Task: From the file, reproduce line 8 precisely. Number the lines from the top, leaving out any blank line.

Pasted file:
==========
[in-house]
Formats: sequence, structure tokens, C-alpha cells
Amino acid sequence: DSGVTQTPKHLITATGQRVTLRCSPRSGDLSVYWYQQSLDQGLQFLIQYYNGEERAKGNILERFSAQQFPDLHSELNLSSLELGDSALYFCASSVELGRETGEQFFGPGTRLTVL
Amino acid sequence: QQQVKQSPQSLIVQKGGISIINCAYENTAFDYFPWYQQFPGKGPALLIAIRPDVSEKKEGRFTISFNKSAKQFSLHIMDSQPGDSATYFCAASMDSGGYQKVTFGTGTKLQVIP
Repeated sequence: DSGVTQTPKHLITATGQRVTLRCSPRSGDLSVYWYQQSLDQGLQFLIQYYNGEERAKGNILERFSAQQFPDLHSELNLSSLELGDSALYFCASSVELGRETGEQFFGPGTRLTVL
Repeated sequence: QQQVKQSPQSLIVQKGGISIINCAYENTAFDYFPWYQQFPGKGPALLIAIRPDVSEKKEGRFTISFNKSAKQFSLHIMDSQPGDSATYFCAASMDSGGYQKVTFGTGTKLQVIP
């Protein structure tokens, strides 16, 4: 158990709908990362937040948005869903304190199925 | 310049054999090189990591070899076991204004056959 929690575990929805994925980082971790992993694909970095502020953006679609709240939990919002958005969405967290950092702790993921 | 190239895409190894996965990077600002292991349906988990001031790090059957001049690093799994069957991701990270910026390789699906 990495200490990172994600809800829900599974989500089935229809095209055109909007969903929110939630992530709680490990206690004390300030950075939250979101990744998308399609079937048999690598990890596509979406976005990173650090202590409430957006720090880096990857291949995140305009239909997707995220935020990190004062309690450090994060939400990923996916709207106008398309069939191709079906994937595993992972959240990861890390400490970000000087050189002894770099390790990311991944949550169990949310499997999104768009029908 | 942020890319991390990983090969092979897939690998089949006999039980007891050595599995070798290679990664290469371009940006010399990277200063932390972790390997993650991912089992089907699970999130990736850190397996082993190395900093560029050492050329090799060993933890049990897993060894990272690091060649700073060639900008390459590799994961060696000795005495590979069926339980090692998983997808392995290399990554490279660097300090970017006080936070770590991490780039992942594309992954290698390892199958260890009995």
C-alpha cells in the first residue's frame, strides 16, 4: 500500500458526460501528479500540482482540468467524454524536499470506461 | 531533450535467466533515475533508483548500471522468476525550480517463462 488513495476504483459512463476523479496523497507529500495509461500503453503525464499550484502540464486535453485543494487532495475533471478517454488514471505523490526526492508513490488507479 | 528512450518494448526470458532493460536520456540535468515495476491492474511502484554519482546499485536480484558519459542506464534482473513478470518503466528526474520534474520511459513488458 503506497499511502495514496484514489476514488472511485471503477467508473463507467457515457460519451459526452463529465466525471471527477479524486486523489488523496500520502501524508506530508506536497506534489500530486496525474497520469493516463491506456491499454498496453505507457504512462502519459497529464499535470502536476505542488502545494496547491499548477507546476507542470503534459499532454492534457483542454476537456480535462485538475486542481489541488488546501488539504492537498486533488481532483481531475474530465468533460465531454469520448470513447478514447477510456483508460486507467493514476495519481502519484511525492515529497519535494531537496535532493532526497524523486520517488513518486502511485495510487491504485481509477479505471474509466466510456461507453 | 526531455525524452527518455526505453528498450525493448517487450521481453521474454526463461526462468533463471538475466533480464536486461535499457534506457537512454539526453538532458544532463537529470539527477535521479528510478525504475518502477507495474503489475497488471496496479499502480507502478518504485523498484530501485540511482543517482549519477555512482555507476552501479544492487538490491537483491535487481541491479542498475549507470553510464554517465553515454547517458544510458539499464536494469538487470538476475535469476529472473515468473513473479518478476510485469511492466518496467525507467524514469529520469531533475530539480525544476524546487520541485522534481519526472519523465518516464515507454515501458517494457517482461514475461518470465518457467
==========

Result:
C-alpha cells in the first residue's frame, strides 16, 4: 500500500458526460501528479500540482482540468467524454524536499470506461 | 531533450535467466533515475533508483548500471522468476525550480517463462 488513495476504483459512463476523479496523497507529500495509461500503453503525464499550484502540464486535453485543494487532495475533471478517454488514471505523490526526492508513490488507479 | 528512450518494448526470458532493460536520456540535468515495476491492474511502484554519482546499485536480484558519459542506464534482473513478470518503466528526474520534474520511459513488458 503506497499511502495514496484514489476514488472511485471503477467508473463507467457515457460519451459526452463529465466525471471527477479524486486523489488523496500520502501524508506530508506536497506534489500530486496525474497520469493516463491506456491499454498496453505507457504512462502519459497529464499535470502536476505542488502545494496547491499548477507546476507542470503534459499532454492534457483542454476537456480535462485538475486542481489541488488546501488539504492537498486533488481532483481531475474530465468533460465531454469520448470513447478514447477510456483508460486507467493514476495519481502519484511525492515529497519535494531537496535532493532526497524523486520517488513518486502511485495510487491504485481509477479505471474509466466510456461507453 | 526531455525524452527518455526505453528498450525493448517487450521481453521474454526463461526462468533463471538475466533480464536486461535499457534506457537512454539526453538532458544532463537529470539527477535521479528510478525504475518502477507495474503489475497488471496496479499502480507502478518504485523498484530501485540511482543517482549519477555512482555507476552501479544492487538490491537483491535487481541491479542498475549507470553510464554517465553515454547517458544510458539499464536494469538487470538476475535469476529472473515468473513473479518478476510485469511492466518496467525507467524514469529520469531533475530539480525544476524546487520541485522534481519526472519523465518516464515507454515501458517494457517482461514475461518470465518457467